Governor’s Island gets a historic orchard with a side of history
Governors Island is a 172 acre island in the heart of New York Harbor. It’s only 800 yards from Lower Manhattan. Their website announced their latest public art exhibit that also serves as a monument to environmental preservation. The Open Orchard is an expansive new artwork on Governors Island by Sam Van Aken and commissioned through Governors Island Arts. Taking the form of a public orchard comprised of 102 fruit trees, The Open Orchard will act as a living archive for antique and heirloom fruit varieties that were grown in and around New York City in the past 400 years but have mostly disappeared due to climate change and the industrialization of agriculture.
The fruit varieties present in The Open Orchard are indigenous to, originating in, or have been historically grown in New York City. Using a unique grafting process, Van Aken combines multiple fruit varieties into a single tree — so different varieties grow alongside one another. Beyond their aesthetic appeal, these hybrid trees undertake the critical work of preserving rare fruit varieties in a safe environment, providing a road map for innovative techniques to maintain vital biodiversity in the face of a changing climate.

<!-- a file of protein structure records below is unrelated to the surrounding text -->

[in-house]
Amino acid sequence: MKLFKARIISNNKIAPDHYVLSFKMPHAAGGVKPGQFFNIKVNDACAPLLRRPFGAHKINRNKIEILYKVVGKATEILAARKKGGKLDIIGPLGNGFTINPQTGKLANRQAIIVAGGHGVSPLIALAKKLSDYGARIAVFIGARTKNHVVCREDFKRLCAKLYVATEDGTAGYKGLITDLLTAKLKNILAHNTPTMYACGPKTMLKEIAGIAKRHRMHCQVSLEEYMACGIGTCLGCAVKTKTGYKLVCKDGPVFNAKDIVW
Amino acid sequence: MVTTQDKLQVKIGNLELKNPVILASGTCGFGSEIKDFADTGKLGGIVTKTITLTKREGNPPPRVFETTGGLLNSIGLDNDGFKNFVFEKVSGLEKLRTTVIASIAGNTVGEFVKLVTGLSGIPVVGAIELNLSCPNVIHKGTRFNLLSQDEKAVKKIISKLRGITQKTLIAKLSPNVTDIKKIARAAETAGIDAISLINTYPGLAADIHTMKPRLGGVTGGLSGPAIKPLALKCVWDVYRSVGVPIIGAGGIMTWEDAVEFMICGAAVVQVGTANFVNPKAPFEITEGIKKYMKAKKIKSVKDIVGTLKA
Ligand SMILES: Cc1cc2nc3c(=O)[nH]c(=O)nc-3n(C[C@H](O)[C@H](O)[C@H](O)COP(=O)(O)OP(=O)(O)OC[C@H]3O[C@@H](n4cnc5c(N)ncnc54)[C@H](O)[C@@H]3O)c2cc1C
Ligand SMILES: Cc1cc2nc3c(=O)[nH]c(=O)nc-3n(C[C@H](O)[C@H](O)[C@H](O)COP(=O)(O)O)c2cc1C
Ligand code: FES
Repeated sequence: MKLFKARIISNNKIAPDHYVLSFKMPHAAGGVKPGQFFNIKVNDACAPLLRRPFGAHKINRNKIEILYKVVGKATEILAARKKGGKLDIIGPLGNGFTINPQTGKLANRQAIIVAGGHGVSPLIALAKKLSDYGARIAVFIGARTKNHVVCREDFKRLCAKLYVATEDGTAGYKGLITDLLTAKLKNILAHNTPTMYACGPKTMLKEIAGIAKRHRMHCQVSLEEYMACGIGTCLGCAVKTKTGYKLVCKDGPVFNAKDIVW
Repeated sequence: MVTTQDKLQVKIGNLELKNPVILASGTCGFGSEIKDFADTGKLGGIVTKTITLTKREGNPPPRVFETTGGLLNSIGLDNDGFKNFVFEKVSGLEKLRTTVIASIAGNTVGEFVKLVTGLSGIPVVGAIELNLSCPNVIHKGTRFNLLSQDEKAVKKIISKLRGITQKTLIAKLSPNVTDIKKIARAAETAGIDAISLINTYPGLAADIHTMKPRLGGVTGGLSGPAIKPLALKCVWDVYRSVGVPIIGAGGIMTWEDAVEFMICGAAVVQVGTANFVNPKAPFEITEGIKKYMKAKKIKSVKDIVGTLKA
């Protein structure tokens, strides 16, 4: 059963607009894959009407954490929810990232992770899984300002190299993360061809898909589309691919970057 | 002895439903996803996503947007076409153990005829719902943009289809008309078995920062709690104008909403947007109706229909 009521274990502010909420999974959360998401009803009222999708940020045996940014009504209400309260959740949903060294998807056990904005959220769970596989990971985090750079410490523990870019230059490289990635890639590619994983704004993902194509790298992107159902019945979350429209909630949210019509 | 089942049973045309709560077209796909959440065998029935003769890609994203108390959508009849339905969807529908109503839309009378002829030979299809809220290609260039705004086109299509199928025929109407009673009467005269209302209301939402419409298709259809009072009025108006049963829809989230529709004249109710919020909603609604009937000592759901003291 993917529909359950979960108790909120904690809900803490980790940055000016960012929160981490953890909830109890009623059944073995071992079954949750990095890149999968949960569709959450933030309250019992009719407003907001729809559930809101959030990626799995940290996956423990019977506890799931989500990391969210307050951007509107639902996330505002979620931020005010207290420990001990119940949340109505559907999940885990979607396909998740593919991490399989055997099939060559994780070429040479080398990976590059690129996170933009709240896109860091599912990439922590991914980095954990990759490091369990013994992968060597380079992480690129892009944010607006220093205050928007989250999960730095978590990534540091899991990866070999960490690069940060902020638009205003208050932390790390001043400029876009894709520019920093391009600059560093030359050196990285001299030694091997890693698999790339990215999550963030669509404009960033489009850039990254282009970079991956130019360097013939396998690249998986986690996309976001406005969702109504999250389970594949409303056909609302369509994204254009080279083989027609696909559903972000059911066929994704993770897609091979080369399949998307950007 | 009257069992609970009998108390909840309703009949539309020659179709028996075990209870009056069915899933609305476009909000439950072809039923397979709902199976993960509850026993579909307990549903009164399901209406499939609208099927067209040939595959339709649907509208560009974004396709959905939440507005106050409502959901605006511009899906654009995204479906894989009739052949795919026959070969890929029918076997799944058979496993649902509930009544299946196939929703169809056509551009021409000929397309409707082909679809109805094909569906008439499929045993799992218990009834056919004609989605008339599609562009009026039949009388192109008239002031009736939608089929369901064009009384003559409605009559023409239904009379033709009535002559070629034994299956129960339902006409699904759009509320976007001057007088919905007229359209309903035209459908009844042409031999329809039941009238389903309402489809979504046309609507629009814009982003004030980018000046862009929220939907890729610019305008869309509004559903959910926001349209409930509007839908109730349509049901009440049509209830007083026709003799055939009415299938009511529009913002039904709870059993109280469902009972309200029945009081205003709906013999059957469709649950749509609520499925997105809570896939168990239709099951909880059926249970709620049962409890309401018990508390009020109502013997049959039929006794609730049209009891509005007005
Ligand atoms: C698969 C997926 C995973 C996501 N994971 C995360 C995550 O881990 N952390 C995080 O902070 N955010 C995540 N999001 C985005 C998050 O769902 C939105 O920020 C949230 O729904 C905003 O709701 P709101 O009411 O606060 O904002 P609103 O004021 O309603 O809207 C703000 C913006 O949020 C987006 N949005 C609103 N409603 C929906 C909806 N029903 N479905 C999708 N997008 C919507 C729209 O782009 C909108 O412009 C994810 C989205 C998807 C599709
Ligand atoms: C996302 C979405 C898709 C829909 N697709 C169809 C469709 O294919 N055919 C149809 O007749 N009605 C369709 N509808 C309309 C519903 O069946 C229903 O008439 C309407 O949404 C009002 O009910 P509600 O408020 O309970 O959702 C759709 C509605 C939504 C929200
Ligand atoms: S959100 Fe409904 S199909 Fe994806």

As part of this monumental project, nearly 100 additional trees will be donated and planted in community gardens throughout the five boroughs in partnership with NYC Parks GreenThumb, the largest community gardening program in the United States. When it opens, The Open Orchard will also include a range of public programs, including a continued workshop series, talks and performances, fruit tastings, harvest events, culinary lessons and more.
Don’t Hesitate by Mary Oliver
I wanted to leave you with a poem that I talked about with Ashley Semrick on The Joy of Old Things episode this week. Mary Oliver, one of our favorite poets, wrote the poem Don’t Hesitate and it bears repeating again and again.
If you suddenly and unexpectedly feel joy,
don’t hesitate. Give in to it. There are plenty
of lives and whole towns destroyed or about
to be. We are not wise, and not very often
kind. And much can never be redeemed.
Still, life has some possibility left. Perhaps this
is its way of fighting back, that sometimes
something happens better than all the riches
or power in the world. It could be anything,
but very likely you notice it in the instant
when love begins. Anyway, that’s often the
case. Anyway, whatever it is, don’t be afraid
of its plenty. Joy is not made to be a crumb.
Thank you, Mary Oliver, for getting this down in your lifetime so that we can always be reminded to seek out and create joy. We are meant to have joy in abundance. We are meant to dance and sing and laugh and delight in the world. We all deserve that. If you’ve got stories of joy, please send them my way on Twitter at christanyc, Instagram at christarosenyc, or at my website christaavampato.com/joyproject. I’ll be back on Tuesday, May 17th with another edition of Joyful News. Until then, keep the joy going.